We analyzed 2,5 million vulnerabilities we discovered in our customer’s assets. This is what we found.
Digging into the data
The dataset we analyze here is representative of a subset of clients that subscribe to our vulnerability scanning services. Assets scanned include those reachable across the Internet, as well as those present on internal networks. The data includes findings for network equipment, desktops, web servers, database servers, and even the odd document printer or scanning device.
The number of organizations in this dataset is smaller (3 less) than the previous dataset used in last year’s Security Navigator 2023 and some organizations were replaced by new additions. With the change of organizations comes a different mix of assets, which leaves comparing the previous results akin to comparing apples to oranges (we might be biased), but it’s still worth noting similar patterns where possible.
This year, we revisit the menacing vulnerability theme with an eye on the ever-present and lingering tail of unresolved system weaknesses. The waves of newly discovered serious issues are just for our attention with existing unresolved issues, seeming like a hydra that keeps on growing new snaking heads as soon as you dispatch others.
Assessing whether a system is adequately protected is a challenge that requires skill and expertise and can take a lot of time. But we want to learn of any weaknesses beforehand rather than having to deal with the fallout of an unplanned “free pentest” by a random Cy-X group.
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Vulnerability Scanning Findings by Severity
Examining the severity rating share per unique Finding we see that the bulk of unique Findings, 79%, are classified as ‘High’ or ‘Medium’. However, it is also worth noting that half, 50.4%, of unique Findings are considered ‘Critical’ or ‘High.’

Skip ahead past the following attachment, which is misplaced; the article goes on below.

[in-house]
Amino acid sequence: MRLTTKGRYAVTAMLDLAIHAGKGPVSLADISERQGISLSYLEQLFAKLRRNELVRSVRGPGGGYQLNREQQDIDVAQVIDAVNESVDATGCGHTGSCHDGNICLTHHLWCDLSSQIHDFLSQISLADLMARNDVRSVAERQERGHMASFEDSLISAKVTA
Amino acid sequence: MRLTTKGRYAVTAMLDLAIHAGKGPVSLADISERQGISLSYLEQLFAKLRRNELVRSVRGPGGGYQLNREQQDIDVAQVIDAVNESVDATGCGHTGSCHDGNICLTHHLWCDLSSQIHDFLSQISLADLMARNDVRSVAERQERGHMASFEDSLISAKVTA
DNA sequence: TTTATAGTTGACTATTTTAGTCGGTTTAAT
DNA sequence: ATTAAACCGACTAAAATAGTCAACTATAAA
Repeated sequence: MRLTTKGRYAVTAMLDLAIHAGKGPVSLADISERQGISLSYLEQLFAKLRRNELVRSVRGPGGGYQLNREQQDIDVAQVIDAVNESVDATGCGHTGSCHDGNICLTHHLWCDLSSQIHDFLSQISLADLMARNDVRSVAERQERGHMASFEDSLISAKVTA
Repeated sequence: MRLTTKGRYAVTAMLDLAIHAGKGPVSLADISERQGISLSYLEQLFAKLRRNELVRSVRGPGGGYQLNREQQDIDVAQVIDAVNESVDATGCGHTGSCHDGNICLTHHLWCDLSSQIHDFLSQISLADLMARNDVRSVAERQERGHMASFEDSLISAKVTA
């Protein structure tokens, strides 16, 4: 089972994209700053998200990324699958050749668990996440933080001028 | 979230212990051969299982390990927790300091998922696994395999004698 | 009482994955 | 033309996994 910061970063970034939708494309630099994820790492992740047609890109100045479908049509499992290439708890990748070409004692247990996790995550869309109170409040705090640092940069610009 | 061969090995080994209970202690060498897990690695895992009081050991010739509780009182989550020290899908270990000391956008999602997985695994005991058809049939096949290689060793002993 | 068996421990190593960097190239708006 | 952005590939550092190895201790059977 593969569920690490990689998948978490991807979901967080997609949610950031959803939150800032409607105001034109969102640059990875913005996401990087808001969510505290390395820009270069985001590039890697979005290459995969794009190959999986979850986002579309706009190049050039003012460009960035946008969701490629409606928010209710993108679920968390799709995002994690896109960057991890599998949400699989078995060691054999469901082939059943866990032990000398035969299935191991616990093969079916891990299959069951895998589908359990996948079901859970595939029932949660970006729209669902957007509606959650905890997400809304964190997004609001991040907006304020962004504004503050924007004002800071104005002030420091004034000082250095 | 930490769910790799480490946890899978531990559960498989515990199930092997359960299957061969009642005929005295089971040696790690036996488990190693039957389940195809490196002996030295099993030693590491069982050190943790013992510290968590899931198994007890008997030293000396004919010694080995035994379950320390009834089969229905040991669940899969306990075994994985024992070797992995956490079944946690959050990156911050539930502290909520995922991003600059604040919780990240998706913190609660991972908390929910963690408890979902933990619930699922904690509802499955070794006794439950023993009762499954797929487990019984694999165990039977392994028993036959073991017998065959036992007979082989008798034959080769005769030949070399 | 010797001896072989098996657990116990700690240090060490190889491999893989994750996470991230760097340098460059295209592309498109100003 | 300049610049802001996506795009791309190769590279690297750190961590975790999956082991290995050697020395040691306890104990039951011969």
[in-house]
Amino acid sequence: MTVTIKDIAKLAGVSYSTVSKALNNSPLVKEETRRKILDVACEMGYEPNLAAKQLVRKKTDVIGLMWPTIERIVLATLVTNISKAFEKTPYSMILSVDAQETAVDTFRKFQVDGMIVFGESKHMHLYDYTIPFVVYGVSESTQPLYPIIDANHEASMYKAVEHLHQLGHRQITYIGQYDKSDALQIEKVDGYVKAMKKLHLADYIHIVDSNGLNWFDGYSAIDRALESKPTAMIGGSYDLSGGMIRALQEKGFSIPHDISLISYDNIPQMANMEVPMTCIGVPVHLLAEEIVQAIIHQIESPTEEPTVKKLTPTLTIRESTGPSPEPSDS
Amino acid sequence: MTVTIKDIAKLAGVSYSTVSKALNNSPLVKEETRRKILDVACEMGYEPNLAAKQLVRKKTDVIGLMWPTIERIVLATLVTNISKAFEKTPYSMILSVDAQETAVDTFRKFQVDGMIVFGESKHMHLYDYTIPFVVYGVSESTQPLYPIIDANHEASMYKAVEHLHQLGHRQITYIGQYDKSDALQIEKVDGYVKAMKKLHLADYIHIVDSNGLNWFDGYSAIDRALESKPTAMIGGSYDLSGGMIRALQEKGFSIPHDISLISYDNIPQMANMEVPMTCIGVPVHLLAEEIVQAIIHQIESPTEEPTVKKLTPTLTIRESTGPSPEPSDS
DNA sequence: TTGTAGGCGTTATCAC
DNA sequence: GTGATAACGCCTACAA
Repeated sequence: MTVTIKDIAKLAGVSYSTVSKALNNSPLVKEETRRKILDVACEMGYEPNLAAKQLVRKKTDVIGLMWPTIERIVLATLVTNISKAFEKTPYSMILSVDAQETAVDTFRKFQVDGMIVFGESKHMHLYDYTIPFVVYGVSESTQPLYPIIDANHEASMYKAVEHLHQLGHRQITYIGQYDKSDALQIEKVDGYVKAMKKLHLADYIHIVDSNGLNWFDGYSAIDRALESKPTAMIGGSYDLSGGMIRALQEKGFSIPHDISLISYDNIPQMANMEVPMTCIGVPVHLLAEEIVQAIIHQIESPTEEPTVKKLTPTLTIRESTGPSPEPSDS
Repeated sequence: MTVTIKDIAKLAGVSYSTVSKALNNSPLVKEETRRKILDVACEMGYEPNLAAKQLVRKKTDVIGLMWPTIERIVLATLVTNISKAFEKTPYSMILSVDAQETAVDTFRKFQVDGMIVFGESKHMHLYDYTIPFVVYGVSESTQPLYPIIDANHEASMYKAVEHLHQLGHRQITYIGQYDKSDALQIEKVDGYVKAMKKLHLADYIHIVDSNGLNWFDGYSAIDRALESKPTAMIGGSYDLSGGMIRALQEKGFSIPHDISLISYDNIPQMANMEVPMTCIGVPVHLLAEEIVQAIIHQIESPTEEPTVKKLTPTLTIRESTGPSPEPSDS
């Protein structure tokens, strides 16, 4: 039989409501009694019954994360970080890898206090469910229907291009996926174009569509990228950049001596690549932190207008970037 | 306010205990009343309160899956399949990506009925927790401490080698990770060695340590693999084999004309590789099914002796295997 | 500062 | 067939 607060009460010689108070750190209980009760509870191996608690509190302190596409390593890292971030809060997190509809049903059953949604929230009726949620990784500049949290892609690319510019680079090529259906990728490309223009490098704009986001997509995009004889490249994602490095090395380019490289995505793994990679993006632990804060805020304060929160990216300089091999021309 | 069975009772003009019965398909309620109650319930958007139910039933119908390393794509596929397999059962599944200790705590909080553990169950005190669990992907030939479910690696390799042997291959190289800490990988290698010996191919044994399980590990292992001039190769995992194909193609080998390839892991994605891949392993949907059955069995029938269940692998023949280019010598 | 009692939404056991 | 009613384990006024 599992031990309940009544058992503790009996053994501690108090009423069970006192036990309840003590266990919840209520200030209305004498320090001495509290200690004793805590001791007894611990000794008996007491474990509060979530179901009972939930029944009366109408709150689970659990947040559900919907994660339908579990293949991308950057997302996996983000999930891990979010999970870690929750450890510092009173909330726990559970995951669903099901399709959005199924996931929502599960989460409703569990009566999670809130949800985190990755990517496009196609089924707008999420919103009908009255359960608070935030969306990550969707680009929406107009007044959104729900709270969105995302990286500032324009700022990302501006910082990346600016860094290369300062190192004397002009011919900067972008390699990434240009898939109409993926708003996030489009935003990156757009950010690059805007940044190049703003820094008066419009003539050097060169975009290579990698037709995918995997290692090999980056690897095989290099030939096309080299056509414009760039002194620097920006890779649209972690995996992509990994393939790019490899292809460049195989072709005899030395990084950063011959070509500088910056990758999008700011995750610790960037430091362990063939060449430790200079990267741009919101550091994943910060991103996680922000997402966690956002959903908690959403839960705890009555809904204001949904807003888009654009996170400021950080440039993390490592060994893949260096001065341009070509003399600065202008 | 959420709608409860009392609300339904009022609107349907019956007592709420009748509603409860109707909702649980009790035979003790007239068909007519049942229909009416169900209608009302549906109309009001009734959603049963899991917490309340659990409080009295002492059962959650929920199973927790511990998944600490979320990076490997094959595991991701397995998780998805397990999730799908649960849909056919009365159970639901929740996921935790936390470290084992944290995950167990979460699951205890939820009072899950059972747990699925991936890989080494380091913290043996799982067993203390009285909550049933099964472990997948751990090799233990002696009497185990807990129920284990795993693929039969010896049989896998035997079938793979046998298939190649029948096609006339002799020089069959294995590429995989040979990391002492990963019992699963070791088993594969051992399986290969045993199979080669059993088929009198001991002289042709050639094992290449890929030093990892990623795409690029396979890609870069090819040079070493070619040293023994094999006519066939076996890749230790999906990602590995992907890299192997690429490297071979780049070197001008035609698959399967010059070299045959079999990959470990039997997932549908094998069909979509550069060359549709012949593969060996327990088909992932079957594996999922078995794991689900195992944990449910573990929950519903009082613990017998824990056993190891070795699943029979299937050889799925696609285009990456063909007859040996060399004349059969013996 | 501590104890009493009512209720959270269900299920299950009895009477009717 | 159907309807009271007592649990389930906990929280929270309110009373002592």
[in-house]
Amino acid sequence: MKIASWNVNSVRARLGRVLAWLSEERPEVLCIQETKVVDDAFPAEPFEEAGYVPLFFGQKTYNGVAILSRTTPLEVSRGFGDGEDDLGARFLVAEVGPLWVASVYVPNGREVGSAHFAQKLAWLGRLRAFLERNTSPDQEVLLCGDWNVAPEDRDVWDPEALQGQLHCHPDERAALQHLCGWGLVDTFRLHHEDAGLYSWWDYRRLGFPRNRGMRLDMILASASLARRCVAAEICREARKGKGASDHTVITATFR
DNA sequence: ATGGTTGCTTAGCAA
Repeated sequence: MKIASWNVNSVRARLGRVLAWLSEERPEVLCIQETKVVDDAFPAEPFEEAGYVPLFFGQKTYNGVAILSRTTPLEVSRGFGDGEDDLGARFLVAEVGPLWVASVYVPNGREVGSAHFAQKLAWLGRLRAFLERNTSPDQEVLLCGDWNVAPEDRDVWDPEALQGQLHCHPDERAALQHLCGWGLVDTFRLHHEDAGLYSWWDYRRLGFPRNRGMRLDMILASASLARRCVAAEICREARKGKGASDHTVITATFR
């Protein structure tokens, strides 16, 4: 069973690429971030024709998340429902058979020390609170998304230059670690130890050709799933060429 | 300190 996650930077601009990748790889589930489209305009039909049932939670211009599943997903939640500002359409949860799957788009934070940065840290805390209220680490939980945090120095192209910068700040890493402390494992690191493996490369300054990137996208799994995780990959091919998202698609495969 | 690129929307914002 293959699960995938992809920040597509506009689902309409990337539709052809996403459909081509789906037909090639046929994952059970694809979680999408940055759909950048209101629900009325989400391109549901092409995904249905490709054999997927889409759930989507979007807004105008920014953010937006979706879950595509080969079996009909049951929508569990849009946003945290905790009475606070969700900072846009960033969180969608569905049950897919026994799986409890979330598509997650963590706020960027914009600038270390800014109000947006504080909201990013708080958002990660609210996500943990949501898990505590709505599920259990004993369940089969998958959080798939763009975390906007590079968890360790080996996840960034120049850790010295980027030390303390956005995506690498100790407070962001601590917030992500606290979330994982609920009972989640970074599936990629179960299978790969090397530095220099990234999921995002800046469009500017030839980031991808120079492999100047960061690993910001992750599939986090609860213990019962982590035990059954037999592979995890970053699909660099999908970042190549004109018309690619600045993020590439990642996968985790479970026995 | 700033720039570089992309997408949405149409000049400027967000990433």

The average number of ‘Critical’ or ‘High’ Findings has decreased by 52.17% and 43.83%, respectively, compared to our previously published results. An improvement can also be observed for Findings with severity ratings ‘Medium’ and ‘Low’ being down 29.92% and 28.76%. As this report uses a slightly different sample of clients to last year, a YoY comparison has limited value, but we see evidence that clients are responding well to the findings we report, resulting in an overall improvement.
The majority of Findings (78%) rated ‘Critical’ or ‘High’ are 30 days or younger (when looking at a 120-day window). Conversely, 18% of all findings rated ‘Critical’ or ‘High’ are 150-days or older. From a prioritization perspective, ‘Critical’ or ‘High’ real findings seem to be dealt with swiftly, but some residual still accumulates over time. We see, therefore, that unresolved Findings continue to grow older. Indeed, ~35% of all unique CVEs are from findings 120 days or older.
The chart above shows the long tail of unresolved real findings. Note the first remarkable long tail peak around 660 days and the second one at 1380 days (3 years and 10 months).
A window of opportunity
The high average numbers of ‘Critical’ and ‘High’ findings are largely influenced by assets running Microsoft Windows or Microsoft Windows Server operating systems. Assets running operating systems other than Microsoft, such as Linux-based OS, are present, but these are reported proportionally far less.
We should note, however, that the ‘Critical’ or ‘High’ findings associated with assets running Windows are not necessarily vulnerabilities in the operating system but can also be related to applications running on the asset.
It is perhaps understandable that unsupported Microsoft Windows and Windows Server versions are prominent here, but it is surprising to find more recent versions of these operating systems with severities rated as ‘Critical’ or ‘High’.